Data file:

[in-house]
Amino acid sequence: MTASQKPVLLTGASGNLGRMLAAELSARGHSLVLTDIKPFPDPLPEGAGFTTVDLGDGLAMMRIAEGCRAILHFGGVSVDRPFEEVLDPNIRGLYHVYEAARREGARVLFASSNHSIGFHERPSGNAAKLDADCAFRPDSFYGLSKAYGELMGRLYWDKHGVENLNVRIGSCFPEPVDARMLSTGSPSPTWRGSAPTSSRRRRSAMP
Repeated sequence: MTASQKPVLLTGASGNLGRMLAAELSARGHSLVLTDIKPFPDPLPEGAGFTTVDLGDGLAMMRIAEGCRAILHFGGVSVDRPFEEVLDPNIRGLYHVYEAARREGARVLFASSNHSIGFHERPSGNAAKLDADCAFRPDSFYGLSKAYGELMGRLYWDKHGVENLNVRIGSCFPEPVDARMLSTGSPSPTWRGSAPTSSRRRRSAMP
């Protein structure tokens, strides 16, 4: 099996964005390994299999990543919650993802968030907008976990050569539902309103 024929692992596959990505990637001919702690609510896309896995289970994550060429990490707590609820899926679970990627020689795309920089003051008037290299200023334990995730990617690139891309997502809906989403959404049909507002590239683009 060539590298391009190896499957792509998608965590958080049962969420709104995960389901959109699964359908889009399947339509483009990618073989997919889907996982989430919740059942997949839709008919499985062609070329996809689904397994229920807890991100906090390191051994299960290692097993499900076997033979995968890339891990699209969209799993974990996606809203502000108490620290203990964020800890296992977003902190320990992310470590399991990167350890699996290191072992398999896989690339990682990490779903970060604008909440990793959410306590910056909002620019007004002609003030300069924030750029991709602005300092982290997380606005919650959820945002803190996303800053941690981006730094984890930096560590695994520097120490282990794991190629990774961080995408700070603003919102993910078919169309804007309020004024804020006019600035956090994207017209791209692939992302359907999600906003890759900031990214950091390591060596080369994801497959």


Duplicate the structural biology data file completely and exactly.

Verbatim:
[in-house]
Amino acid sequence: MTASQKPVLLTGASGNLGRMLAAELSARGHSLVLTDIKPFPDPLPEGAGFTTVDLGDGLAMMRIAEGCRAILHFGGVSVDRPFEEVLDPNIRGLYHVYEAARREGARVLFASSNHSIGFHERPSGNAAKLDADCAFRPDSFYGLSKAYGELMGRLYWDKHGVENLNVRIGSCFPEPVDARMLSTGSPSPTWRGSAPTSSRRRRSAMP
Repeated sequence: MTASQKPVLLTGASGNLGRMLAAELSARGHSLVLTDIKPFPDPLPEGAGFTTVDLGDGLAMMRIAEGCRAILHFGGVSVDRPFEEVLDPNIRGLYHVYEAARREGARVLFASSNHSIGFHERPSGNAAKLDADCAFRPDSFYGLSKAYGELMGRLYWDKHGVENLNVRIGSCFPEPVDARMLSTGSPSPTWRGSAPTSSRRRRSAMP
């Protein structure tokens, strides 16, 4: 099996964005390994299999990543919650993802968030907008976990050569539902309103 024929692992596959990505990637001919702690609510896309896995289970994550060429990490707590609820899926679970990627020689795309920089003051008037290299200023334990995730990617690139891309997502809906989403959404049909507002590239683009 060539590298391009190896499957792509998608965590958080049962969420709104995960389901959109699964359908889009399947339509483009990618073989997919889907996982989430919740059942997949839709008919499985062609070329996809689904397994229920807890991100906090390191051994299960290692097993499900076997033979995968890339891990699209969209799993974990996606809203502000108490620290203990964020800890296992977003902190320990992310470590399991990167350890699996290191072992398999896989690339990682990490779903970060604008909440990793959410306590910056909002620019007004002609003030300069924030750029991709602005300092982290997380606005919650959820945002803190996303800053941690981006730094984890930096560590695994520097120490282990794991190629990774961080995408700070603003919102993910078919169309804007309020004024804020006019600035956090994207017209791209692939992302359907999600906003890759900031990214950091390591060596080369994801497959």